Using Newspaper as Mulch for the Vegetable Garden

Using newspaper as mulch for the vegetable garden is a much cheaper version of buying wood chips or hay from a big-box store.

| September/October 2011

Using Newspaper as Mulch

Put your old newspapers to good use by recycling them as mulch for the garden.

Melinda R. Cordell

We’ve all experienced it. One day the garden is looking just fine and all the weeds are under control, and the next day, you turn around and your neat rows of vegetables or flowers are suddenly crowded with big, hulking weeds. You get the garden off to a good start, but in the heat of summer, after a long day at work, you just don’t want to break your back trying to pull or hoe all those weeds.

Fear not. Here’s a way you can knock those weeds down and keep them down. This method doesn’t involve chemicals that might harm your produce, damage your plants, or cause health problems for your family. It’s also cheap and easy. In fact, you don’t even have to dig out the weeds.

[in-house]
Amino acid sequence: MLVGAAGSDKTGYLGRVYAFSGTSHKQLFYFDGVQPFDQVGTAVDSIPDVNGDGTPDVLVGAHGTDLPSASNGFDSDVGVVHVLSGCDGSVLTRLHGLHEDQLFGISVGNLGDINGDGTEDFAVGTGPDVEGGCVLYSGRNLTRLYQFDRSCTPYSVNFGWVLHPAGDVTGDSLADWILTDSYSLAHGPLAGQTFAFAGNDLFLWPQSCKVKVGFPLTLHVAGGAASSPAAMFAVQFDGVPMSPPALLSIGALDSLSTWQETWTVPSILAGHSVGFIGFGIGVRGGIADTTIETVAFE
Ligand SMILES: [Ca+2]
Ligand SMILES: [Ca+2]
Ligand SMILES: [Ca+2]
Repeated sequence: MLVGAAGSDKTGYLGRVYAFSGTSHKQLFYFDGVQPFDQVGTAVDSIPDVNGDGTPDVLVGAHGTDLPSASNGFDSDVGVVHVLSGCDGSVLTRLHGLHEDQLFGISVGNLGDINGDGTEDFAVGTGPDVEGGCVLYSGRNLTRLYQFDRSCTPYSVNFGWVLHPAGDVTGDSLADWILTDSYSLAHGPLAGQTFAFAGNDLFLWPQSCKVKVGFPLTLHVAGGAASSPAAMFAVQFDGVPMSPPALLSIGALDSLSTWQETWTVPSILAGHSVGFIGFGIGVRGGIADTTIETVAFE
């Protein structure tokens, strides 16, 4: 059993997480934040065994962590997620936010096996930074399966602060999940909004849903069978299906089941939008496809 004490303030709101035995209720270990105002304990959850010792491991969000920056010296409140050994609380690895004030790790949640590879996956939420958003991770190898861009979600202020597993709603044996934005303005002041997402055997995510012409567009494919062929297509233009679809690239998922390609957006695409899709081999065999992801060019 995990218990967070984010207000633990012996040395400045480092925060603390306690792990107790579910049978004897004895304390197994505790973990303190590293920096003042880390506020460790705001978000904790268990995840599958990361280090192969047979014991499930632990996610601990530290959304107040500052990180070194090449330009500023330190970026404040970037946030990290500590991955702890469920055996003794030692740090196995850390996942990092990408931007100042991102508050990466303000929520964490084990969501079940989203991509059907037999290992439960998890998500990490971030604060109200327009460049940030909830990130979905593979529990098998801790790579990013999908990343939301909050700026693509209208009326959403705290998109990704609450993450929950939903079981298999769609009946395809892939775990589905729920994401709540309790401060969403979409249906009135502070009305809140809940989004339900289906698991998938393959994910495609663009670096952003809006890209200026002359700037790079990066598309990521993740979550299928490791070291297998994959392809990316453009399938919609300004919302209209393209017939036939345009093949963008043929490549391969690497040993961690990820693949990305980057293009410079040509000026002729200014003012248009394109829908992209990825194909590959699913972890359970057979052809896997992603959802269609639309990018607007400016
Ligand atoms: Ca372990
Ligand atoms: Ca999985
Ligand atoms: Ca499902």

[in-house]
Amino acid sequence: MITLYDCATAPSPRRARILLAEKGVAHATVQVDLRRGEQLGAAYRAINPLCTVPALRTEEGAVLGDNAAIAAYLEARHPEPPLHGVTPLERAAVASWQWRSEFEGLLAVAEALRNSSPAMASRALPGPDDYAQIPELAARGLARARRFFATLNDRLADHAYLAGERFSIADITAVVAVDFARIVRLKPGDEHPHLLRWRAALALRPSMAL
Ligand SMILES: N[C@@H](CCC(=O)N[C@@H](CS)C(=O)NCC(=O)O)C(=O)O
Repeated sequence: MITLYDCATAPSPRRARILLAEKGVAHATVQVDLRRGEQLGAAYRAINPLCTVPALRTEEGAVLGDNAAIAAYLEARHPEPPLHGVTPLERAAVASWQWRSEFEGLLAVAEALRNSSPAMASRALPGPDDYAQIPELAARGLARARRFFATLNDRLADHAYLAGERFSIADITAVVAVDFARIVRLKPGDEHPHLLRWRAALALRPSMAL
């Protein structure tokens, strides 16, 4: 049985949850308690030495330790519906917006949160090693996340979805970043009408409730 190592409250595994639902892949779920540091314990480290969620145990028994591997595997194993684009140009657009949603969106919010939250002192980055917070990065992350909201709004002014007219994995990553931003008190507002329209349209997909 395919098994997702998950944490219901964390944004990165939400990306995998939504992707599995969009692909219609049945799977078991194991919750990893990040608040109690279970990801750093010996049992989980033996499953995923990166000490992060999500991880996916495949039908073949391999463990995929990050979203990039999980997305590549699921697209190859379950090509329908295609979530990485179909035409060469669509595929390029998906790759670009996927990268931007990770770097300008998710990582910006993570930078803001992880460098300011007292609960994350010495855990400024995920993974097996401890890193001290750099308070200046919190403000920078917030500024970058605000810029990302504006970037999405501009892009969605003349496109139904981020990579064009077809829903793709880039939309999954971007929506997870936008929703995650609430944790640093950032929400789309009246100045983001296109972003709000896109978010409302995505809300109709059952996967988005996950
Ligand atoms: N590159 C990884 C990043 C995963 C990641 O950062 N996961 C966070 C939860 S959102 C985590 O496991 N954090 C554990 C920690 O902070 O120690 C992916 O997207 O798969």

What you need are a lot of large newspapers (national papers like The New York Times or The Washington Post work great), as well as some organic mulching materials like grass clippings, pine bark, chopped-up leaves, straw, etc. If you don’t have any newspapers, go to your local library and ask for any large newspapers they have in their recycle bin. They’ll load you up.

If the weeds are really tall, walk over them to lay them down against the ground. Then open up a section of the newspaper and place it right on top of the weeds. Each large rectangle of newspaper should be about 10 pages thick. Place newspapers over all the weeds, overlapping the edges so that light (and weeds) can’t get through. As you do this, throw some mulch down to keep the newspapers from blowing around, especially on windy days.

If your garden is crowded with crops, leave the papers folded. You also can tear the newspapers to slide them around the stems of your plants (and this is actually helpful in keeping cutworms at bay). Don’t use glossy pages in the garden, though — they are slow to break down and the ink may contain some mild toxins.